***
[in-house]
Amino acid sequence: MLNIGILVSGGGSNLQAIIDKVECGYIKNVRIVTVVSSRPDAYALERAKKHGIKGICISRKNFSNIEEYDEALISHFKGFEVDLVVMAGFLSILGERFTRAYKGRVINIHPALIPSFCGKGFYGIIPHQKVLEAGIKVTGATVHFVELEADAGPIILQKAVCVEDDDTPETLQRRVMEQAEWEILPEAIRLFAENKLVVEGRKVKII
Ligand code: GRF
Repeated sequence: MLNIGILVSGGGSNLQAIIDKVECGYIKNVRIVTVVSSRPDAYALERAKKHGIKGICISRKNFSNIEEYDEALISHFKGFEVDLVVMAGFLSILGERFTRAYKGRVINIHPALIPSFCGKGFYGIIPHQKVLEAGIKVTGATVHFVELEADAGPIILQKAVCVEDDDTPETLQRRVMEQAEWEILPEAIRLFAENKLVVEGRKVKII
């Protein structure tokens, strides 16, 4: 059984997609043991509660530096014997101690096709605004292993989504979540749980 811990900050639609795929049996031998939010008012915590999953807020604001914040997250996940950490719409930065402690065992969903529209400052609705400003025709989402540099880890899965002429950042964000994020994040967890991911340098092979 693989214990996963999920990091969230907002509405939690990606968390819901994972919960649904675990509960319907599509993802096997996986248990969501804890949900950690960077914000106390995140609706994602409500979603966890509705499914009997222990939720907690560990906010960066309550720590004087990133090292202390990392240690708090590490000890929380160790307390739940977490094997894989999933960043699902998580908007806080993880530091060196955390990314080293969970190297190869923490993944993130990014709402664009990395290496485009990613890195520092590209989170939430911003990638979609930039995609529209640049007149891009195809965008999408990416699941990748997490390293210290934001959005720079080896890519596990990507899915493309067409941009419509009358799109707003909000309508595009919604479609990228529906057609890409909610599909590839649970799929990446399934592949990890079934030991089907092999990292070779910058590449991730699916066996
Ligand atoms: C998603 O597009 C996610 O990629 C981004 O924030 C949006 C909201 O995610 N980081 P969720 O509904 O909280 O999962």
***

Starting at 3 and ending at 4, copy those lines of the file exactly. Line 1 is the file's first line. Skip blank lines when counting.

Ligand code: GRF
Repeated sequence: MLNIGILVSGGGSNLQAIIDKVECGYIKNVRIVTVVSSRPDAYALERAKKHGIKGICISRKNFSNIEEYDEALISHFKGFEVDLVVMAGFLSILGERFTRAYKGRVINIHPALIPSFCGKGFYGIIPHQKVLEAGIKVTGATVHFVELEADAGPIILQKAVCVEDDDTPETLQRRVMEQAEWEILPEAIRLFAENKLVVEGRKVKII